Racket Squad was among the more successful independently produced television crime series of the early-middle 1950s, and endured long past its first run -- indeed, most viewers born after 1946 who remember it recall the series from countless syndicated reruns that lasted well into the 1960s. But in its time, it was one of a relatively small group of dramatic series to make the leap from first-run syndication, which was how it started out, to one of the major networks. Like Jack Webb's Dragnet, Racket Squad sought the imprimatur of realism by announcing that its stories were taken from actual police cases. The series star was movie and radio veteran Reed Hadley, who portrayed Captain John Braddock, the head of a city police department's Racket Squad (more often referred to as the bunco or frauds squad). Each episode would begin dramatically enough, with a patrol car pulling up in tight close-up on the words "City Police" filling the screen to a dramatic three-note theme, before cutting to a police office at a board, announcing through a microphone, "Captain Braddock, Captain Braddock -- ready!" Then it was into Braddock's office where Hadley, in his rich baritone voice, would explain the truth behind the dramatization we were about to see. The tale would then be told using a varying company of actors, some of them -- such as James Gleason (in one of the more poignant portrayals) -- known from films, playing out stories of fraud and deception, involving crooked charities, phony inventions, land swindles, rigged gambling operations, and other scams. In the end, as with most American television series of the era aimed at a mass public, Braddock would swoop in near the end of the story, after an initial investigation, and make the arrest. This was sometimes laced with bittersweet consequences, however, as when a key sympathetic figure died, or when terrible cruelties were inflicted on innocents in the course of whatever scam was being perpetrated (this was especially true in an episode involving a fraudulent old-age home whose residents were being abused and neglected). Produced at Hal Roach Studios, Racket Squad initially went on the air as a first-run syndicated series, but was picked up by the CBS television network in 1951. The original episodes (total 98 shows) ran for a total of three seasons, after which the series enjoyed more than a decade of life in reruns on local stations across the United States. Although the opening credits featured only a few bars of dramatic music, the much more elaborate end-credits were set to a piece of music called "Parade of the Chessmen," composed by Joseph Mullendore, which received a full commercial recording and release on RCA Victor by Boddy Morrow. The series became so well-known, that there was even a Walter Lantz cartoon starring Woody Woodpecker that parodied Racket Squad. Braddock's speech at the beginning of the show became as familiar as anything on Dragnet, as was his usual sign-off: "I'm closing this case now - or rather, the courts will - but there'll be others, because that's the way the world is built. There are people who can slap you on the back with one hand and pick your pocket with the other. And it could happen to you." As with many other syndicated crime series of the 1950s, Racket Squad disappeared from television late in the 1960s, partly owing to over-exposure earlier in the decade and, more importantly, the switchover by local stations to color broadcasting, and the preference of advertisers for color shows. It has since turned up on DVD, mostly in the form of public domain episodes whose individual copyrights have lapsed.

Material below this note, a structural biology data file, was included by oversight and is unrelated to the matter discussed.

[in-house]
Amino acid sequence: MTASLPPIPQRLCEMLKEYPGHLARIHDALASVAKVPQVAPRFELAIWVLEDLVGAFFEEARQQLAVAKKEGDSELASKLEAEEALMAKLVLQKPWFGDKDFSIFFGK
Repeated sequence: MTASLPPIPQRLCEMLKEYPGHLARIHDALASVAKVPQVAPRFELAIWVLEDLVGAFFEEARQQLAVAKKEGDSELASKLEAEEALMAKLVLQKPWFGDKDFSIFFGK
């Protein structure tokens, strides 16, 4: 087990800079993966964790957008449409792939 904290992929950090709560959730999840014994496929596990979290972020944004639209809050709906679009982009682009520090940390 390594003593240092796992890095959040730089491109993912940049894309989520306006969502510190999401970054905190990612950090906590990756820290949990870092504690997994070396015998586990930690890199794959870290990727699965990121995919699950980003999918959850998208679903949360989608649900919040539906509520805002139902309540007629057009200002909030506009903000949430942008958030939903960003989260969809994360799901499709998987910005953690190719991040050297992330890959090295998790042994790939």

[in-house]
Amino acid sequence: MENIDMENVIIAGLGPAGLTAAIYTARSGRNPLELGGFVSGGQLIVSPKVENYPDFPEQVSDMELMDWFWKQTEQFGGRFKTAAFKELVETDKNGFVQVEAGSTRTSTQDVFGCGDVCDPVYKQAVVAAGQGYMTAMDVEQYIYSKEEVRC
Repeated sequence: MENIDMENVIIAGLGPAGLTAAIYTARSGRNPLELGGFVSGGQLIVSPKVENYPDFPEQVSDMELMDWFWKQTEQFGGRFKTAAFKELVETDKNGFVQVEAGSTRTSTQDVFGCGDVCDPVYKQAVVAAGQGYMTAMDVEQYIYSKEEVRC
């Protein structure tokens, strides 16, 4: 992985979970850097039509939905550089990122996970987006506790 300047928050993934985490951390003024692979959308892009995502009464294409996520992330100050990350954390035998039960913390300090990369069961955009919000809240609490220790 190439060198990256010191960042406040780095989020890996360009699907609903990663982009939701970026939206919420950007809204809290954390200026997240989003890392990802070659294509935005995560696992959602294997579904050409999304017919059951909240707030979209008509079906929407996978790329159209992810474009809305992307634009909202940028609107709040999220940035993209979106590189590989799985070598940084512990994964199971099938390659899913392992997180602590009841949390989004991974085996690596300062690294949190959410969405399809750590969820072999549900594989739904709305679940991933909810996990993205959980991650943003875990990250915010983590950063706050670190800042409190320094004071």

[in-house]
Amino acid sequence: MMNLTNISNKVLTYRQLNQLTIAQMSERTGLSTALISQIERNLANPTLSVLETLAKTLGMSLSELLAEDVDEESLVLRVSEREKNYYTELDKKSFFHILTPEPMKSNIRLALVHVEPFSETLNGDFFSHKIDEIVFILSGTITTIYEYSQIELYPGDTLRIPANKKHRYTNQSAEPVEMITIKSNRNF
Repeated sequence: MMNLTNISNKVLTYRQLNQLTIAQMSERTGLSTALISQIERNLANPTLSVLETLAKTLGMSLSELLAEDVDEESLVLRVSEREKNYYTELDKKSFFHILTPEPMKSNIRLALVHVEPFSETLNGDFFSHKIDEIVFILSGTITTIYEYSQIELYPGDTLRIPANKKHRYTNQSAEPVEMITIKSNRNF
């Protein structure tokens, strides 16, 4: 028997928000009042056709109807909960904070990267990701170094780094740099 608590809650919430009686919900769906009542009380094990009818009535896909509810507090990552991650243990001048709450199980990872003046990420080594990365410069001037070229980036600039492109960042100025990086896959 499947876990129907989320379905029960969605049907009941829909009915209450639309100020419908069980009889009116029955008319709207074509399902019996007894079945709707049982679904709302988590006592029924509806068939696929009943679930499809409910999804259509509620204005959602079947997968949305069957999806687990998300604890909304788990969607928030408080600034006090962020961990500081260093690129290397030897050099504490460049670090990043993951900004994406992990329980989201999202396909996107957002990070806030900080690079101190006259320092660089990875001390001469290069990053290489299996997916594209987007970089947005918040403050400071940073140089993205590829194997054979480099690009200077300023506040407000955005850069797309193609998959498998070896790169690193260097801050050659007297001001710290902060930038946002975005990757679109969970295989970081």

The character of tough, sarcastic, lollipop-sucking New York City police detective Theo Kojak was introduced in The Marcus-Nelson Murders, a 1973 TV movie based on the novel by Selwyn Raab, which in turn was inspired by the real-life Wylie-Hoffert murder case of 1963 that ultimately led to the Supreme Court's Miranda decision in 1966. Telly Savalas, a busy, baldheaded character actor who had only occasionally received above-the-title billing in his long career, became an international superstar in the role of Kojak, which he carried over into a long-running CBS cop show. Debuting October 24, 1973, Kojak was set in Manhattan (though not filmed there until its fourth season), where hard-boiled, thoroughly incorruptible Lt. Theo Kojak took his marching orders from his former partner and longtime friend, 13th precinct Captain Frank McNeill (Dan Frazer). Although Kojak had a habit of bending the rules to suit his needs, he was much valued by McNeill and the force because he invariably got results. Kojak's associates and assistants included plainclothes detective Lt. Bobby Crocker (Kevin Dobson), Detective Stavros (played by the star's brother George Savalas, who during the series' first two seasons billed himself as "Demosthenes"), and detectives Rizzo and Saperstein (Vince Conti, Mark Russell). Extremely popular with both civilians and law enforcement personnel -- and a veritable cornucopia of such quotable lines as "Who loves ya, baby?" -- Kojak lasted five seasons and 118 hour-long episodes before it was canceled by CBS and ended its run on April 15, 1978. Seven years later, Telly Savalas revived the character for the TV movie Kojak: The Belarus File, which was followed two years later by another feature-length endeavor, Kojak: The Price of Justice. And from November 4, 1989, through June 30, 1990, five two-hour Kojak episodes -- in which the title character had been promoted to inspector -- were telecast as part of the crime-anthology series The ABC Mystery Movie. This time around, Telly Savalas' co-stars included Andre Braugher as Detective Winston Blake, Charles Cioffi as Chief George "Fitz" Morris, Kario Salem as Detective Paco Montana, and the star's daughter Candace Savalas as Kojak's secretary Pamela. Kojak was revived for a third weekly series run in 2005, with Ving Rhames starring in the title role created by the late Telly Savalas.
A young legal shark works in his father's high-powered firm and at a child-advocacy center. But the latter isn't exactly pro-bono work: it's part of a drug sentence. Still, the experience has changed him. Reluctantly, he's now The Guardian - a part-time child advocate at Legal Aid Services, where one case after another is an eye-opening instance of kids caught up in difficult circumstances.